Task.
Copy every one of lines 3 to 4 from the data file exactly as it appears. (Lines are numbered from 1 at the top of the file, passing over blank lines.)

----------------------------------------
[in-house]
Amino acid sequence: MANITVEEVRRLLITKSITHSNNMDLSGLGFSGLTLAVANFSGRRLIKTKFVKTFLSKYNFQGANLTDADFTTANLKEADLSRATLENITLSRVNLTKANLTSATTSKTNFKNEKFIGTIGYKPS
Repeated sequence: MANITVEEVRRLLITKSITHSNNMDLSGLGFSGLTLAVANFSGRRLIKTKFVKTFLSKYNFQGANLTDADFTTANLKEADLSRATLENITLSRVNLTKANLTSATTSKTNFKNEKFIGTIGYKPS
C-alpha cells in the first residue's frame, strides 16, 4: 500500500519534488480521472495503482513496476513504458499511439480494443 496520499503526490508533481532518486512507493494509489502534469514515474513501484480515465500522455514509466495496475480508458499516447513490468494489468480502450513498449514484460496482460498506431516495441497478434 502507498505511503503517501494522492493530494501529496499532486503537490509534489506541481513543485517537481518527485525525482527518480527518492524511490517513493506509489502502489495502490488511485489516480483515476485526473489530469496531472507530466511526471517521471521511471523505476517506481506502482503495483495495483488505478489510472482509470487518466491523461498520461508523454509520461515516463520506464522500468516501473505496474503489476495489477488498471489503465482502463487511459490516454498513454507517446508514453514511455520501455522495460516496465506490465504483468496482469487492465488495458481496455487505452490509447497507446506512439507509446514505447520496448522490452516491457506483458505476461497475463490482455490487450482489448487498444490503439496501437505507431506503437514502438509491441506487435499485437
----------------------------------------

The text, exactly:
Repeated sequence: MANITVEEVRRLLITKSITHSNNMDLSGLGFSGLTLAVANFSGRRLIKTKFVKTFLSKYNFQGANLTDADFTTANLKEADLSRATLENITLSRVNLTKANLTSATTSKTNFKNEKFIGTIGYKPS
C-alpha cells in the first residue's frame, strides 16, 4: 500500500519534488480521472495503482513496476513504458499511439480494443 496520499503526490508533481532518486512507493494509489502534469514515474513501484480515465500522455514509466495496475480508458499516447513490468494489468480502450513498449514484460496482460498506431516495441497478434 502507498505511503503517501494522492493530494501529496499532486503537490509534489506541481513543485517537481518527485525525482527518480527518492524511490517513493506509489502502489495502490488511485489516480483515476485526473489530469496531472507530466511526471517521471521511471523505476517506481506502482503495483495495483488505478489510472482509470487518466491523461498520461508523454509520461515516463520506464522500468516501473505496474503489476495489477488498471489503465482502463487511459490516454498513454507517446508514453514511455520501455522495460516496465506490465504483468496482469487492465488495458481496455487505452490509447497507446506512439507509446514505447520496448522490452516491457506483458505476461497475463490482455490487450482489448487498444490503439496501437505507431506503437514502438509491441506487435499485437